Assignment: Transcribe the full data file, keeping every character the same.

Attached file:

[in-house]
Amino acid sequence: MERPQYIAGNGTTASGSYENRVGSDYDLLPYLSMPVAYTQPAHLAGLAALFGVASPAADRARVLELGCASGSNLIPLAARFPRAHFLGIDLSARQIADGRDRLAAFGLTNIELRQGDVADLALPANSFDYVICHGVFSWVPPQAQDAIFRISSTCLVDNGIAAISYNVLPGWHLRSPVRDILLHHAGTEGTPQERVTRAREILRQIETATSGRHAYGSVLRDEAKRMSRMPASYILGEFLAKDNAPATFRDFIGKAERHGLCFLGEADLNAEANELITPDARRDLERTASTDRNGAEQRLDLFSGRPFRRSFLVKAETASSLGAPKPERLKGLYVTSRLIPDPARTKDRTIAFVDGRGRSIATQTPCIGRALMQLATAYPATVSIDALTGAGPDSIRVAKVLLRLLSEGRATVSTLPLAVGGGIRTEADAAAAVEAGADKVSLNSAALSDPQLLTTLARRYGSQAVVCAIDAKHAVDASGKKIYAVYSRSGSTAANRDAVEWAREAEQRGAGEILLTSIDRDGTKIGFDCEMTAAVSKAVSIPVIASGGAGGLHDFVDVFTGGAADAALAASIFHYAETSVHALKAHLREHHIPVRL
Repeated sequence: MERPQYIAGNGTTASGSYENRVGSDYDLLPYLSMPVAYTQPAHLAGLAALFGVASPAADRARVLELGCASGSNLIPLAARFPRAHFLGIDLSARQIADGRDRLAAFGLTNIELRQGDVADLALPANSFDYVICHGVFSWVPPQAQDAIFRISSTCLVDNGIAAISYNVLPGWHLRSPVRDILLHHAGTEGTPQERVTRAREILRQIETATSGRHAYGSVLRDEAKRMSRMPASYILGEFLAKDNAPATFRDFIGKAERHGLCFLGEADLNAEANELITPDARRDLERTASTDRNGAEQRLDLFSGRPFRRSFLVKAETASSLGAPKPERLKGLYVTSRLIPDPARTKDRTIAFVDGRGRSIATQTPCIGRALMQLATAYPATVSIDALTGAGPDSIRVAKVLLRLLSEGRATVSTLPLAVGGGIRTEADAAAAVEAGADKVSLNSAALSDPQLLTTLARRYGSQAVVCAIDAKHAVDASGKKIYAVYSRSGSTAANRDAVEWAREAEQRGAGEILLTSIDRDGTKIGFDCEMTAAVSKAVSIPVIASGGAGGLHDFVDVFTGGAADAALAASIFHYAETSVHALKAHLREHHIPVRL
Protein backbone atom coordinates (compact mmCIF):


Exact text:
[in-house]
Amino acid sequence: MERPQYIAGNGTTASGSYENRVGSDYDLLPYLSMPVAYTQPAHLAGLAALFGVASPAADRARVLELGCASGSNLIPLAARFPRAHFLGIDLSARQIADGRDRLAAFGLTNIELRQGDVADLALPANSFDYVICHGVFSWVPPQAQDAIFRISSTCLVDNGIAAISYNVLPGWHLRSPVRDILLHHAGTEGTPQERVTRAREILRQIETATSGRHAYGSVLRDEAKRMSRMPASYILGEFLAKDNAPATFRDFIGKAERHGLCFLGEADLNAEANELITPDARRDLERTASTDRNGAEQRLDLFSGRPFRRSFLVKAETASSLGAPKPERLKGLYVTSRLIPDPARTKDRTIAFVDGRGRSIATQTPCIGRALMQLATAYPATVSIDALTGAGPDSIRVAKVLLRLLSEGRATVSTLPLAVGGGIRTEADAAAAVEAGADKVSLNSAALSDPQLLTTLARRYGSQAVVCAIDAKHAVDASGKKIYAVYSRSGSTAANRDAVEWAREAEQRGAGEILLTSIDRDGTKIGFDCEMTAAVSKAVSIPVIASGGAGGLHDFVDVFTGGAADAALAASIFHYAETSVHALKAHLREHHIPVRL
Repeated sequence: MERPQYIAGNGTTASGSYENRVGSDYDLLPYLSMPVAYTQPAHLAGLAALFGVASPAADRARVLELGCASGSNLIPLAARFPRAHFLGIDLSARQIADGRDRLAAFGLTNIELRQGDVADLALPANSFDYVICHGVFSWVPPQAQDAIFRISSTCLVDNGIAAISYNVLPGWHLRSPVRDILLHHAGTEGTPQERVTRAREILRQIETATSGRHAYGSVLRDEAKRMSRMPASYILGEFLAKDNAPATFRDFIGKAERHGLCFLGEADLNAEANELITPDARRDLERTASTDRNGAEQRLDLFSGRPFRRSFLVKAETASSLGAPKPERLKGLYVTSRLIPDPARTKDRTIAFVDGRGRSIATQTPCIGRALMQLATAYPATVSIDALTGAGPDSIRVAKVLLRLLSEGRATVSTLPLAVGGGIRTEADAAAAVEAGADKVSLNSAALSDPQLLTTLARRYGSQAVVCAIDAKHAVDASGKKIYAVYSRSGSTAANRDAVEWAREAEQRGAGEILLTSIDRDGTKIGFDCEMTAAVSKAVSIPVIASGGAGGLHDFVDVFTGGAADAALAASIFHYAETSVHALKAHLREHHIPVRL
Protein backbone atom coordinates (compact mmCIF):